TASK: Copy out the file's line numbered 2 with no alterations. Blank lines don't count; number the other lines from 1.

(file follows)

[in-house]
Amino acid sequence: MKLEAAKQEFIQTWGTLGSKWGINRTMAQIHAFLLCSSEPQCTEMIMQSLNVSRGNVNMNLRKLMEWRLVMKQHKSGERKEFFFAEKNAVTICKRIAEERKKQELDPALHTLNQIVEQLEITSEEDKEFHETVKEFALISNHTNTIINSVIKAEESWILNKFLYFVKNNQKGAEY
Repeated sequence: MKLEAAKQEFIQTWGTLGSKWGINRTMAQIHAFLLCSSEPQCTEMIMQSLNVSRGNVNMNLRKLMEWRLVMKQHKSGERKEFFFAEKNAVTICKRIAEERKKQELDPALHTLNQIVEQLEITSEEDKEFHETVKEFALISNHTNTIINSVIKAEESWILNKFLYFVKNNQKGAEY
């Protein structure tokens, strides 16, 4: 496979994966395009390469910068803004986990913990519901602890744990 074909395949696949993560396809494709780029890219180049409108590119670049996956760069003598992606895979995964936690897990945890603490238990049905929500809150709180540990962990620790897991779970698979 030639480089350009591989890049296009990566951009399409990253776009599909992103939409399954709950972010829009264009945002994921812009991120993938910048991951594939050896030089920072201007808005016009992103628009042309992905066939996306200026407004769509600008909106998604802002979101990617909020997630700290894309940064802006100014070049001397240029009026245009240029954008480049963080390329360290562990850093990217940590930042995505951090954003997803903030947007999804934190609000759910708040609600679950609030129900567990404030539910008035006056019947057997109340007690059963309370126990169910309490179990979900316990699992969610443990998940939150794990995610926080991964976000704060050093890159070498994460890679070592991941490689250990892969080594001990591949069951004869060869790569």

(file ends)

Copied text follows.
Amino acid sequence: MKLEAAKQEFIQTWGTLGSKWGINRTMAQIHAFLLCSSEPQCTEMIMQSLNVSRGNVNMNLRKLMEWRLVMKQHKSGERKEFFFAEKNAVTICKRIAEERKKQELDPALHTLNQIVEQLEITSEEDKEFHETVKEFALISNHTNTIINSVIKAEESWILNKFLYFVKNNQKGAEY